Kirsty invited me to take part in this blog hop. The idea is to answer a few questions about your work and then you in turn invite others to do the same. See below whom I have passed the questions on to.
What am I working on?
I’m never working on just one thing of course, but for the last month or so, probably a bit more, I have been slowly working on a pattern/portrait of Frida Kahlo. Like so many others, I have been inspired by Frida for many years. I think Frida is sort of a
patron matron saint of (female) artists. She is certainly a motivation for me. If she could keep creating despite all the difficulties in here life, I don’t really have any excuses!
How does my work differ?
I feel that it can be a bit difficult to look at my own work and see what sets it apart. And in a funny way, it feels kinda self-absorbed to talk about my work like that. Which is pretty ridiculous, eh?
But, hmm… how does my work differ..? It is definitely colourful. (Unashamedly so.) Bright, bold colours – as many as possible at one time. Perhaps even a bit too much. Colours make me very happy.
Nature, flowers in particular, appear again and again (and again). Usually in a simplified, stylized form. Folk art also influences me a lot. But I guess what it really boils down to is that all those things (and a million others)combine inside my head and out comes something that (most of the eime) delights me and hopefully others who see it.
I wish that all my work has some combination of colours, curiousity and joy.
How does my creative process work?
I have two main ways of working on something, but they often combine in various ways.
One is when the idea is purely unexpected and our meeting is completely serendipitous. Maybe I see a great colour combination or spot a flower painting in the background in a magazine page and that starts something in my brain. Hopefully my sketchbook isn’t too far away so I can write down or sketch the idea. Quite often the sketch/idea doesn’t really have much to do with the thing that inspired it. It is more about a feeling than the actual thing.
The other process is kinda the complete opposite. I will have an idea for which I need to do some research. For example, the Frida portrait I am working on. I wanted it to actually look like Frida (whether I’ll succeed, well, that’s a different matter), but relying on my memory wouldn’t be the best method. I am not a portrait artist after all.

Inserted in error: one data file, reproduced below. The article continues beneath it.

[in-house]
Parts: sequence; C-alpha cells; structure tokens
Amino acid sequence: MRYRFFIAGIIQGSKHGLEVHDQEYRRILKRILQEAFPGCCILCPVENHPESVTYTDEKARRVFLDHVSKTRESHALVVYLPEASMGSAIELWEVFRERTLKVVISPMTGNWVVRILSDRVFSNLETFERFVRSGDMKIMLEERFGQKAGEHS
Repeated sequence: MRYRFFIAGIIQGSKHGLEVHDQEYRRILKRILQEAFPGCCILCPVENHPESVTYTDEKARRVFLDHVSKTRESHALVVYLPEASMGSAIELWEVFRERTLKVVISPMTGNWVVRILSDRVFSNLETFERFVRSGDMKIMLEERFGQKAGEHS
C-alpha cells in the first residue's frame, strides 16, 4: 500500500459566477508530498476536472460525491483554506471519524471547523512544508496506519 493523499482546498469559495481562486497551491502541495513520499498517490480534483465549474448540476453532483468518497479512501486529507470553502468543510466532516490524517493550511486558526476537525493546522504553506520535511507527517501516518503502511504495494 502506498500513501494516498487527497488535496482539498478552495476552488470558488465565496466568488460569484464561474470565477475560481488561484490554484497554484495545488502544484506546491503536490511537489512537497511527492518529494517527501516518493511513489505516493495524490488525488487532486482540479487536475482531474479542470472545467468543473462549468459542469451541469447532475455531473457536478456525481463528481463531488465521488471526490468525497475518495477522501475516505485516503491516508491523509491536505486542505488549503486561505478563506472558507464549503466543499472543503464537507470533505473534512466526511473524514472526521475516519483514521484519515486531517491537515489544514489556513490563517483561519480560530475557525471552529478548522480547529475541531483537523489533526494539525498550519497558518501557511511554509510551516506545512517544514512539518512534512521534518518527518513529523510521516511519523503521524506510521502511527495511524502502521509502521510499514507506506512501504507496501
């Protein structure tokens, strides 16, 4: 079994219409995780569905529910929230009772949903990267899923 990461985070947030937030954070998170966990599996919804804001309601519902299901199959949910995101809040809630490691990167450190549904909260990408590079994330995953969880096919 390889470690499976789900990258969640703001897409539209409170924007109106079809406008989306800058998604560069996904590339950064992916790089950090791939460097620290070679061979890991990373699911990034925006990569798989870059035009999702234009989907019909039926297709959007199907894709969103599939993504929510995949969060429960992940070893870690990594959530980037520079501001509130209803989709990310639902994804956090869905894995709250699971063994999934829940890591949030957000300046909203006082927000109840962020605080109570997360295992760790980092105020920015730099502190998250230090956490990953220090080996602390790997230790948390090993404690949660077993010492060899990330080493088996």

So I looked at as many different photos I could find of her and her own self portraits. I also wanted to include other elements which she maybe would have related to, like the kind of clothes and jewellery she might have worn. And flowers.. always flwoers.
This process often starts with a tiny sketch, like 2″ in diameter. Once I know the various elements I want to include, I make a larger sketch and that then goes into the computer and becomes a final sketch. It’s still a sketch at this point, because there may be changes as I stitch the pattern.
Regardless of which process a project goes through, and even if I have a fairly good idea of what I am making, I try to always leave room for things to just happen. Creating things isn’t linear for me.
Why do I create what I do?
That’s a really big question! I find it very difficult imagining *not* making things. If I think back, I have always made stuff. Not what I am making now, I only started doing embroidery about eight years ago. I think I was really lucky to find a book about drawing in the school library right around the time when most kids stop drawing.. that book made me keep going. If only I could remember it’s name. But I remember very distinctly picking it up from the shelf, it is stuck in my memory. Drawing rules. :-)
For about five years I took a ceramics class as an after school activity – it was pretty much the only creative thing available (apart from clothes making but I wasn’t even close to being into that!). Later I stayed in the class because the teacher was awesome and I made great friends in the class.
I was always making stuff and interested in art. I’m not sure my parents enjoyed taking me to art museums as much as I did. ;-) Drawing was always the thing I went back to. There’s just something about the act of putting lines or brush strokes down on paper or canvas. It makes a connection between the world around you and the world inside you. My greatest treasure from our honey moon in Rome is the sketchbook I used while there. I can look at the sketches and although I only made a note of the date and place, I can remember smells and sounds from doing each one.
Creating things is my job now, which is pretty mind blowing, but even if it wasn’t, I’d still do it because it keeps me from going crazy. The world is a crazy place and I really believe that making things with our own hands, or writing, helps make the world a better place. And I love it. I love making things.
And I love, love the connections I have made because of it. Amazing friends! I got to write a book. That’s a bit of every day magic. And just because I can’t stop making… :-)
Now I get to tag some of those friends, to continue the blog hop next Monday, June 9th:
Julie Zaichuk-Ryan – who is a gooood friend and we live close enough to each other that we can hang out from time to time. She writes a brilliant blog, Button Button, that is mostly about embroidery but other things too. And she designs literature inspired embroidery patterns with her mother.
Christine Asbridge – who is also a friend, but we have yet to meet. She writes the blog Chrissie Crafts where she shares all the things she makes. There’s lots of embroidery and sewing and baking!